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Law and Human Behavior

, Volume 31, Issue 1, pp 23–31 | Cite as

Violence and Mental Illness: A New Analytic Approach

  • Charles W. Lidz
  • Steven Banks
  • Lorna Simon
  • Carol Schubert
  • Edward P. Mulvey
Article

Empirical studies of violence and mental illness have used many different methods. Current state-of-the-art methods gather information from both subject and collateral interviews as well as official records. Typically these sources are treated as additive. Any report of a violent incident from any source is treated as true and all reported incidents are added to generate estimates of frequency. This paper presents a new statistical technique that uses the level of agreement between the sources of data to adjust those estimates. The evidence suggests that, although the additive technique for using multiple sources correctly estimates how many people are involved, it substantially underestimates the number of incidents. The new technique substantially reduces both false negatives and false positives.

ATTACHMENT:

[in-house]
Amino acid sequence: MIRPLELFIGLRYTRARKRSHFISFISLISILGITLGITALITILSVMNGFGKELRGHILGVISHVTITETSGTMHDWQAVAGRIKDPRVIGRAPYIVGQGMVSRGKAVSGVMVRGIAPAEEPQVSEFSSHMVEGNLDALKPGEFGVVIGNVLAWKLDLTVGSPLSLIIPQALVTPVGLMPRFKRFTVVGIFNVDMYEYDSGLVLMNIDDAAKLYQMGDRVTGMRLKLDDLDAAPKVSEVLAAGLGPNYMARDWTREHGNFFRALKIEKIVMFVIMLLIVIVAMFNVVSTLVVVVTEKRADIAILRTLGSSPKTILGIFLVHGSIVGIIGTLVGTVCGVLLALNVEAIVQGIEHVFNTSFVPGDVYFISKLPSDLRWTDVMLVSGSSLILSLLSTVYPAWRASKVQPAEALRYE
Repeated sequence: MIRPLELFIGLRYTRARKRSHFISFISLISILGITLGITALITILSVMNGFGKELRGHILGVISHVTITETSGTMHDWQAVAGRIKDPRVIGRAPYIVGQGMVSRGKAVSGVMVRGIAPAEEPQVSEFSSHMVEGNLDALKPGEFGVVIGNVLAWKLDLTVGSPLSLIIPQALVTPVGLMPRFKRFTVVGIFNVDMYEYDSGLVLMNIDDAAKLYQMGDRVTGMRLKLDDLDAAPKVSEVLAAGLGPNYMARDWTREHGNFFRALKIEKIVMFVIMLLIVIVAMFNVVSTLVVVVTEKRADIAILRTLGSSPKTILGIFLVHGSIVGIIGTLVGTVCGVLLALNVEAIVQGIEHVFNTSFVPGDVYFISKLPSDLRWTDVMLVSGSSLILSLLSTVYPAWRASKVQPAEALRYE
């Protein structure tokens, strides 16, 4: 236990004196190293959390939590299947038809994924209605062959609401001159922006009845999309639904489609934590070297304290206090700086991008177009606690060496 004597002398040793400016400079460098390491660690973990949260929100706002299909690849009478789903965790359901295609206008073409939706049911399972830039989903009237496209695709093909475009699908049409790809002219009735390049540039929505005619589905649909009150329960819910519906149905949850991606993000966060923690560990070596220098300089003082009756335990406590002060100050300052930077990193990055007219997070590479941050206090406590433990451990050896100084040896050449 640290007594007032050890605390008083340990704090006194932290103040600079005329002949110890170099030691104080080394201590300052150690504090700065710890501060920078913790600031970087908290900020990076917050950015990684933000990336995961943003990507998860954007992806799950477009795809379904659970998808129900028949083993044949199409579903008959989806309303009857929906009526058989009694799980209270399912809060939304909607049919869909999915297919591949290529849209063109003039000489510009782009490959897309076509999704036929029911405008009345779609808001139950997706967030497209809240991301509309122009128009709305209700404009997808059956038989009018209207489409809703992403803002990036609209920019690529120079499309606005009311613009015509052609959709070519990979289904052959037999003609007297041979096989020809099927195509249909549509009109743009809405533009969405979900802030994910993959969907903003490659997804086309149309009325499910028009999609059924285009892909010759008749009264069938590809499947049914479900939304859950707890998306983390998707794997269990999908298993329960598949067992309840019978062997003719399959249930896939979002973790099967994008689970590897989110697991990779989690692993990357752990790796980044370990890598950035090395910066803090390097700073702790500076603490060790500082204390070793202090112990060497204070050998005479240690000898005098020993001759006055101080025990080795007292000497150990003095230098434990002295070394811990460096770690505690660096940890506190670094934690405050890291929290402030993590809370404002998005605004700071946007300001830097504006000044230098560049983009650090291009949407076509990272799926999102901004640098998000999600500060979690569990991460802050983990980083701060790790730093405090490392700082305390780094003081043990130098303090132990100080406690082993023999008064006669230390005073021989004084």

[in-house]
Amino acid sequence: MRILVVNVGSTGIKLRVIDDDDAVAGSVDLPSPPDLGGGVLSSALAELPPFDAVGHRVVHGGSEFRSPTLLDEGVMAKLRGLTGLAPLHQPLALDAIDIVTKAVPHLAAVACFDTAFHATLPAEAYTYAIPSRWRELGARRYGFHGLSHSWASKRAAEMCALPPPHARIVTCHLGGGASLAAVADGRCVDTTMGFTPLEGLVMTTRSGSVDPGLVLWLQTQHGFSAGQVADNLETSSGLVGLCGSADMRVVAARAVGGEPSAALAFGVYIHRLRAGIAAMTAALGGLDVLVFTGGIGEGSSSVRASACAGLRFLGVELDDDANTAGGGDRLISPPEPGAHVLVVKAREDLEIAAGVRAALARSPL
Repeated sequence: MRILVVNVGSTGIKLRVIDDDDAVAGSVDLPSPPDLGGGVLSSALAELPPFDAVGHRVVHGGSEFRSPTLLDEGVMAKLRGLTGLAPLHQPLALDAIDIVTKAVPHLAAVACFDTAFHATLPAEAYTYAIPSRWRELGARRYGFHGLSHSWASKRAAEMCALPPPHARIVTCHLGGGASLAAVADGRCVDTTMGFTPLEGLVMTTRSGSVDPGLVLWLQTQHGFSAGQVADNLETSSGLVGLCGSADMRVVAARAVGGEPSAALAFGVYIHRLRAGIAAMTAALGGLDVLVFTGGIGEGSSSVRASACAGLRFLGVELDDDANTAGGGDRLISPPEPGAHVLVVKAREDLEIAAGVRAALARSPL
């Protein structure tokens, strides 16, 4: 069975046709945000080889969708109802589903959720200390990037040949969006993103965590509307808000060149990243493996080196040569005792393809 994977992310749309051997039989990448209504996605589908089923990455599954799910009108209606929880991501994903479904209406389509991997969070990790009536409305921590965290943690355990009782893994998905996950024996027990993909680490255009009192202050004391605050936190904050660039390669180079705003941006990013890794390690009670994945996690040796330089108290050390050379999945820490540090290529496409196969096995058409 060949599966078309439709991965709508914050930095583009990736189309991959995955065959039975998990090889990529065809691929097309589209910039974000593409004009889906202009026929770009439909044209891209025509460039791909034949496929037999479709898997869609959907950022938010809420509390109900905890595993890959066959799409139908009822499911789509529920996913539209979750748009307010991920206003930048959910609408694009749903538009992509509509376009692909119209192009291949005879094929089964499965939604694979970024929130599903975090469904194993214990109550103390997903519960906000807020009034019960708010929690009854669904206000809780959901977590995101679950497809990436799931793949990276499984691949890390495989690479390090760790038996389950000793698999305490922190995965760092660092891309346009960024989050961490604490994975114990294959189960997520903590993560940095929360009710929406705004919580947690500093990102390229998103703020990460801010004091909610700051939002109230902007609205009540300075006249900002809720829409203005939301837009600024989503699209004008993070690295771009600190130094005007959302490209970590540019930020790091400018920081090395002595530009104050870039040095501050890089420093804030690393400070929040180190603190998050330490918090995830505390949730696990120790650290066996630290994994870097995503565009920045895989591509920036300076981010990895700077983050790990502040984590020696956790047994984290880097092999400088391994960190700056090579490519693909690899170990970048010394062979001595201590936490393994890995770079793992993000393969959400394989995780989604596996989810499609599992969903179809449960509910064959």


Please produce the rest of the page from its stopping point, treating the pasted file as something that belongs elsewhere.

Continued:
KEY WORDS

violence mental illness measurement 

Notes

ACKNOWLEDGMENT

Work on this paper was partially supported by NIMH Grants: NIMH Grant #MH57685 and MH40030.

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Copyright information

© American Psychology-Law Society/Division 41 of the American Psychological Association 2006

Authors and Affiliations

  • Charles W. Lidz
    • 1
    • 3
  • Steven Banks
    • 1
  • Lorna Simon
    • 1
  • Carol Schubert
    • 2
  • Edward P. Mulvey
    • 2
  1. 1.Department of PsychiatryUniversity of Massachusetts Medical SchoolWorcesterUSA
  2. 2.WPIC 3811 O’Hara St.PittsburghUSA
  3. 3.Department of PsychiatryUniversity of Massachusetts Medical SchoolWorcesterUSA

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